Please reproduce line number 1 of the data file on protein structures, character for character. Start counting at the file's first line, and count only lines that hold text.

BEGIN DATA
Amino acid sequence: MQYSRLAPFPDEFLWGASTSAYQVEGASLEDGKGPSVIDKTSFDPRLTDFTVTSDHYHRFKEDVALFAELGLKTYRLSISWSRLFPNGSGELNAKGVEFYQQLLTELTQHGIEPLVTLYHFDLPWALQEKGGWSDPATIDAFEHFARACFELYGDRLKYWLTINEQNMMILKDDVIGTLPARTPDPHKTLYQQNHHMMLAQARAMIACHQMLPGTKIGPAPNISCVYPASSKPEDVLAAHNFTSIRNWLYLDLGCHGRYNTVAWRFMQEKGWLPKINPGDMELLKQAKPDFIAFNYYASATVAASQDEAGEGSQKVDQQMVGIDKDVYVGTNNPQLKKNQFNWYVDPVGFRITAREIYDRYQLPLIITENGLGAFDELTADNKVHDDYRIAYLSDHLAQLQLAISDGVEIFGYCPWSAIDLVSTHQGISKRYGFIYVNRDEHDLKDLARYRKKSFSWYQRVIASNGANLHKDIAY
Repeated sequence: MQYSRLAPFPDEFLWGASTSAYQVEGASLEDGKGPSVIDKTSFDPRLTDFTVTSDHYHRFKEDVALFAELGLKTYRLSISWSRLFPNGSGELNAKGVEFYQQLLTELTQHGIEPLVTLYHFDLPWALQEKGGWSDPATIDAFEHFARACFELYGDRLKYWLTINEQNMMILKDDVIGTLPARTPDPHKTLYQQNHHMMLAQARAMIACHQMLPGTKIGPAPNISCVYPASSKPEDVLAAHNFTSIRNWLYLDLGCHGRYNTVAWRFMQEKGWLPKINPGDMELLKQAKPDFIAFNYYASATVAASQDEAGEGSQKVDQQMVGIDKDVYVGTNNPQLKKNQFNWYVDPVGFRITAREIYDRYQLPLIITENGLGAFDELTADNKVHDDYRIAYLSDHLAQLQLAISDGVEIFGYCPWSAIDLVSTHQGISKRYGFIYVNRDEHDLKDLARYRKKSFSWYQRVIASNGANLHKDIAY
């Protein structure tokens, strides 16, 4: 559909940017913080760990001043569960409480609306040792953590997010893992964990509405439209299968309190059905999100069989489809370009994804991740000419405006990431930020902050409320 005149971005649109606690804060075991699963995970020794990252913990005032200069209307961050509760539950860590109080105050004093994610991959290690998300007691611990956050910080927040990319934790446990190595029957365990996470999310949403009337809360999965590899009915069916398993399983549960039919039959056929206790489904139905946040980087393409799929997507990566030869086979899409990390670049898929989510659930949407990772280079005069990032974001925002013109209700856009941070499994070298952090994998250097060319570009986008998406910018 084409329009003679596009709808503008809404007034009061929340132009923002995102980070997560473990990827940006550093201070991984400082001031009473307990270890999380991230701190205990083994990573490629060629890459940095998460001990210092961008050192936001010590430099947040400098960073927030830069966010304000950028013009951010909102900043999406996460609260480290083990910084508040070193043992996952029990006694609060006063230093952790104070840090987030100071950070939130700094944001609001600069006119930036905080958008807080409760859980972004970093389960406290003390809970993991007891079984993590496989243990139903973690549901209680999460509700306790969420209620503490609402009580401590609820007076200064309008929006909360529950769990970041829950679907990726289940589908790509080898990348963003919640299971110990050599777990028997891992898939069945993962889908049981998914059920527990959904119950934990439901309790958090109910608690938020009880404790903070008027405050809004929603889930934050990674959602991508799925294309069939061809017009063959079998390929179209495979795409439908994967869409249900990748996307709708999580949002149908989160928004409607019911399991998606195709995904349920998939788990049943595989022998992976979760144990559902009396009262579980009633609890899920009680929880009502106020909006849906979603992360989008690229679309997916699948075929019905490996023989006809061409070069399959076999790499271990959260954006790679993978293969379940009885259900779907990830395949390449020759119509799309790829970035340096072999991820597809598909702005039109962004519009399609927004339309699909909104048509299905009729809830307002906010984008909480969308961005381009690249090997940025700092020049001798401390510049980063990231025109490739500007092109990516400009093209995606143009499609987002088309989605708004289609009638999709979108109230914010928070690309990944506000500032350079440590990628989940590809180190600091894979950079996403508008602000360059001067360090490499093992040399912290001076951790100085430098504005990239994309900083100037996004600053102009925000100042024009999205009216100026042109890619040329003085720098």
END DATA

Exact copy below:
Amino acid sequence: MQYSRLAPFPDEFLWGASTSAYQVEGASLEDGKGPSVIDKTSFDPRLTDFTVTSDHYHRFKEDVALFAELGLKTYRLSISWSRLFPNGSGELNAKGVEFYQQLLTELTQHGIEPLVTLYHFDLPWALQEKGGWSDPATIDAFEHFARACFELYGDRLKYWLTINEQNMMILKDDVIGTLPARTPDPHKTLYQQNHHMMLAQARAMIACHQMLPGTKIGPAPNISCVYPASSKPEDVLAAHNFTSIRNWLYLDLGCHGRYNTVAWRFMQEKGWLPKINPGDMELLKQAKPDFIAFNYYASATVAASQDEAGEGSQKVDQQMVGIDKDVYVGTNNPQLKKNQFNWYVDPVGFRITAREIYDRYQLPLIITENGLGAFDELTADNKVHDDYRIAYLSDHLAQLQLAISDGVEIFGYCPWSAIDLVSTHQGISKRYGFIYVNRDEHDLKDLARYRKKSFSWYQRVIASNGANLHKDIAY